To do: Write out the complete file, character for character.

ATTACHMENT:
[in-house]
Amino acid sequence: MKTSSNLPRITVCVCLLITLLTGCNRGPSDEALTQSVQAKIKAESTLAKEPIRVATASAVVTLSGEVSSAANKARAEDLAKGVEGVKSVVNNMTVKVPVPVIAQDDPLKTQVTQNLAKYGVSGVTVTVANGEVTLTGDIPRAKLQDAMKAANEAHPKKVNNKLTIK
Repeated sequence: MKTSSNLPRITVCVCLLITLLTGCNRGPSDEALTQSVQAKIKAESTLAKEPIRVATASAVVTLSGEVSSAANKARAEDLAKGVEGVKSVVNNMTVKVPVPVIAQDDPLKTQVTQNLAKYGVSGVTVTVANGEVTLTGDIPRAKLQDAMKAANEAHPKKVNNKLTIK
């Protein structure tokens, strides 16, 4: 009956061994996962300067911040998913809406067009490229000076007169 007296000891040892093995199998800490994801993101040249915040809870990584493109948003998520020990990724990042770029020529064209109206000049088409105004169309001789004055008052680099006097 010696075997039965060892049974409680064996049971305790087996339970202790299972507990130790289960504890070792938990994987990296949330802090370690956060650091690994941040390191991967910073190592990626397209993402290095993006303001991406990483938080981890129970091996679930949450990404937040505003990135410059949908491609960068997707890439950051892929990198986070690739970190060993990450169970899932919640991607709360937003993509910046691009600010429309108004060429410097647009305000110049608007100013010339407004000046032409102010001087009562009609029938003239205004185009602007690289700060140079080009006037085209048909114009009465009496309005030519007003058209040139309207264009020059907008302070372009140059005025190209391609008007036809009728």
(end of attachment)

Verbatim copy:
[in-house]
Amino acid sequence: MKTSSNLPRITVCVCLLITLLTGCNRGPSDEALTQSVQAKIKAESTLAKEPIRVATASAVVTLSGEVSSAANKARAEDLAKGVEGVKSVVNNMTVKVPVPVIAQDDPLKTQVTQNLAKYGVSGVTVTVANGEVTLTGDIPRAKLQDAMKAANEAHPKKVNNKLTIK
Repeated sequence: MKTSSNLPRITVCVCLLITLLTGCNRGPSDEALTQSVQAKIKAESTLAKEPIRVATASAVVTLSGEVSSAANKARAEDLAKGVEGVKSVVNNMTVKVPVPVIAQDDPLKTQVTQNLAKYGVSGVTVTVANGEVTLTGDIPRAKLQDAMKAANEAHPKKVNNKLTIK
């Protein structure tokens, strides 16, 4: 009956061994996962300067911040998913809406067009490229000076007169 007296000891040892093995199998800490994801993101040249915040809870990584493109948003998520020990990724990042770029020529064209109206000049088409105004169309001789004055008052680099006097 010696075997039965060892049974409680064996049971305790087996339970202790299972507990130790289960504890070792938990994987990296949330802090370690956060650091690994941040390191991967910073190592990626397209993402290095993006303001991406990483938080981890129970091996679930949450990404937040505003990135410059949908491609960068997707890439950051892929990198986070690739970190060993990450169970899932919640991607709360937003993509910046691009600010429309108004060429410097647009305000110049608007100013010339407004000046032409102010001087009562009609029938003239205004185009602007690289700060140079080009006037085209048909114009009465009496309005030519007003058209040139309207264009020059907008302070372009140059005025190209391609008007036809009728």